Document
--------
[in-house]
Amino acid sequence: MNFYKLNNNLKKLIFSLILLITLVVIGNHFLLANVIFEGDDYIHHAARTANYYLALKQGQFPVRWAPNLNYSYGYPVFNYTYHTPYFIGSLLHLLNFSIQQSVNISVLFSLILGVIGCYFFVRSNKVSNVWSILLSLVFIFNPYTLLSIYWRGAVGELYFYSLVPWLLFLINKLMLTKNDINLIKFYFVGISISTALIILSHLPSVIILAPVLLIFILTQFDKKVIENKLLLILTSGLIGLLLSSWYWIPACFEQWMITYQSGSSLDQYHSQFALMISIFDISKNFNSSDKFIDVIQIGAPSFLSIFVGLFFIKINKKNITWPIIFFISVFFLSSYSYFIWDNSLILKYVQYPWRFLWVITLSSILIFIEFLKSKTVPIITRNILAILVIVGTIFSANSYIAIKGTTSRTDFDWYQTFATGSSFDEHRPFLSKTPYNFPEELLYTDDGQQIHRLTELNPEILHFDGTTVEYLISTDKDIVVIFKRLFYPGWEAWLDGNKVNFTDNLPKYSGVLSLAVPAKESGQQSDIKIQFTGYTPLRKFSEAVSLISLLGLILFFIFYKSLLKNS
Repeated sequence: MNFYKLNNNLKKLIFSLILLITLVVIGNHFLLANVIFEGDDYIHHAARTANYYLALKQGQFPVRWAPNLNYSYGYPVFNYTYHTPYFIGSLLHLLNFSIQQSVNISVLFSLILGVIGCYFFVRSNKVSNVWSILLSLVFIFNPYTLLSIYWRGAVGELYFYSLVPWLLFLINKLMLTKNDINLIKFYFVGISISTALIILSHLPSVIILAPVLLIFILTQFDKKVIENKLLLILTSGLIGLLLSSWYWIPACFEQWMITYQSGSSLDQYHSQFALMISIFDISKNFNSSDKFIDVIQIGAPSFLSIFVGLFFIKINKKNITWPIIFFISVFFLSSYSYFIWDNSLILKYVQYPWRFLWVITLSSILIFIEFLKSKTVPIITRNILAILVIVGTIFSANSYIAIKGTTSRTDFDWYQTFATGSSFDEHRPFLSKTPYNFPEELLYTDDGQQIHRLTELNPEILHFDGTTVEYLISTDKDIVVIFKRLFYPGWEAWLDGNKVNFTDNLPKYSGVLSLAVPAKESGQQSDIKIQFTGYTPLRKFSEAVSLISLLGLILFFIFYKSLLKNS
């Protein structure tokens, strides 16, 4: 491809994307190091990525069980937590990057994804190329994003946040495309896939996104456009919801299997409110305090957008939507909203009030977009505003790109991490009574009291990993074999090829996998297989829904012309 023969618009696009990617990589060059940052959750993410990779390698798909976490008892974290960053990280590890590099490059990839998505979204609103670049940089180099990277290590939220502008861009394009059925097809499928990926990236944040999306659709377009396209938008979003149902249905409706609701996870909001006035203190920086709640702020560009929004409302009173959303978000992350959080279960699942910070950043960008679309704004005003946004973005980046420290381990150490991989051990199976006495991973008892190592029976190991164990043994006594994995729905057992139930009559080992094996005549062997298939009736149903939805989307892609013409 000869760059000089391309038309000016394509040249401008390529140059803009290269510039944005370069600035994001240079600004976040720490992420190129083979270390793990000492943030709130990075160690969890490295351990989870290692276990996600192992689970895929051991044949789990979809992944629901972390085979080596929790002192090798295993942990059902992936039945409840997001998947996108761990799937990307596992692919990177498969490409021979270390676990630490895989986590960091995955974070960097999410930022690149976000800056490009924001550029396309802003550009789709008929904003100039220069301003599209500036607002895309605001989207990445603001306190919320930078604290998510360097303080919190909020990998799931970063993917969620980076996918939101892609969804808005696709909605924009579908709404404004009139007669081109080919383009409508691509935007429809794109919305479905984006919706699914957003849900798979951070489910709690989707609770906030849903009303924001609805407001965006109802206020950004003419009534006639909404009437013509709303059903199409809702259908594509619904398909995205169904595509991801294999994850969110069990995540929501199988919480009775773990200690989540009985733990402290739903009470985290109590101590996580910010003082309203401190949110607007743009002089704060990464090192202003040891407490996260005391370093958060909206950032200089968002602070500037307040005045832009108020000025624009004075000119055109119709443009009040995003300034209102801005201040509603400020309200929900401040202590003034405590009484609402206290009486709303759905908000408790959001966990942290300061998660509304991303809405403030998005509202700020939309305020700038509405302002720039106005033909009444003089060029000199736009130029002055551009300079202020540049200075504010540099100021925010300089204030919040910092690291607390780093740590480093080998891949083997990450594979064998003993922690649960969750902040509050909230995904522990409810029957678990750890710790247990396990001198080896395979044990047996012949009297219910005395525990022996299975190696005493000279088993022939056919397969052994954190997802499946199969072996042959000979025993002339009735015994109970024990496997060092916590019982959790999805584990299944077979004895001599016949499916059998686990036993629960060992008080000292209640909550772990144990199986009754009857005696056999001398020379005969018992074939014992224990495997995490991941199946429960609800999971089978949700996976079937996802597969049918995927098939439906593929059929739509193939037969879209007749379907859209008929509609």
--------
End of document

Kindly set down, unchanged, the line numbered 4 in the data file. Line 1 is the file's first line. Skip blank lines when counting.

């Protein structure tokens, strides 16, 4: 491809994307190091990525069980937590990057994804190329994003946040495309896939996104456009919801299997409110305090957008939507909203009030977009505003790109991490009574009291990993074999090829996998297989829904012309 023969618009696009990617990589060059940052959750993410990779390698798909976490008892974290960053990280590890590099490059990839998505979204609103670049940089180099990277290590939220502008861009394009059925097809499928990926990236944040999306659709377009396209938008979003149902249905409706609701996870909001006035203190920086709640702020560009929004409302009173959303978000992350959080279960699942910070950043960008679309704004005003946004973005980046420290381990150490991989051990199976006495991973008892190592029976190991164990043994006594994995729905057992139930009559080992094996005549062997298939009736149903939805989307892609013409 000869760059000089391309038309000016394509040249401008390529140059803009290269510039944005370069600035994001240079600004976040720490992420190129083979270390793990000492943030709130990075160690969890490295351990989870290692276990996600192992689970895929051991044949789990979809992944629901972390085979080596929790002192090798295993942990059902992936039945409840997001998947996108761990799937990307596992692919990177498969490409021979270390676990630490895989986590960091995955974070960097999410930022690149976000800056490009924001550029396309802003550009789709008929904003100039220069301003599209500036607002895309605001989207990445603001306190919320930078604290998510360097303080919190909020990998799931970063993917969620980076996918939101892609969804808005696709909605924009579908709404404004009139007669081109080919383009409508691509935007429809794109919305479905984006919706699914957003849900798979951070489910709690989707609770906030849903009303924001609805407001965006109802206020950004003419009534006639909404009437013509709303059903199409809702259908594509619904398909995205169904595509991801294999994850969110069990995540929501199988919480009775773990200690989540009985733990402290739903009470985290109590101590996580910010003082309203401190949110607007743009002089704060990464090192202003040891407490996260005391370093958060909206950032200089968002602070500037307040005045832009108020000025624009004075000119055109119709443009009040995003300034209102801005201040509603400020309200929900401040202590003034405590009484609402206290009486709303759905908000408790959001966990942290300061998660509304991303809405403030998005509202700020939309305020700038509405302002720039106005033909009444003089060029000199736009130029002055551009300079202020540049200075504010540099100021925010300089204030919040910092690291607390780093740590480093080998891949083997990450594979064998003993922690649960969750902040509050909230995904522990409810029957678990750890710790247990396990001198080896395979044990047996012949009297219910005395525990022996299975190696005493000279088993022939056919397969052994954190997802499946199969072996042959000979025993002339009735015994109970024990496997060092916590019982959790999805584990299944077979004895001599016949499916059998686990036993629960060992008080000292209640909550772990144990199986009754009857005696056999001398020379005969018992074939014992224990495997995490991941199946429960609800999971089978949700996976079937996802597969049918995927098939439906593929059929739509193939037969879209007749379907859209008929509609």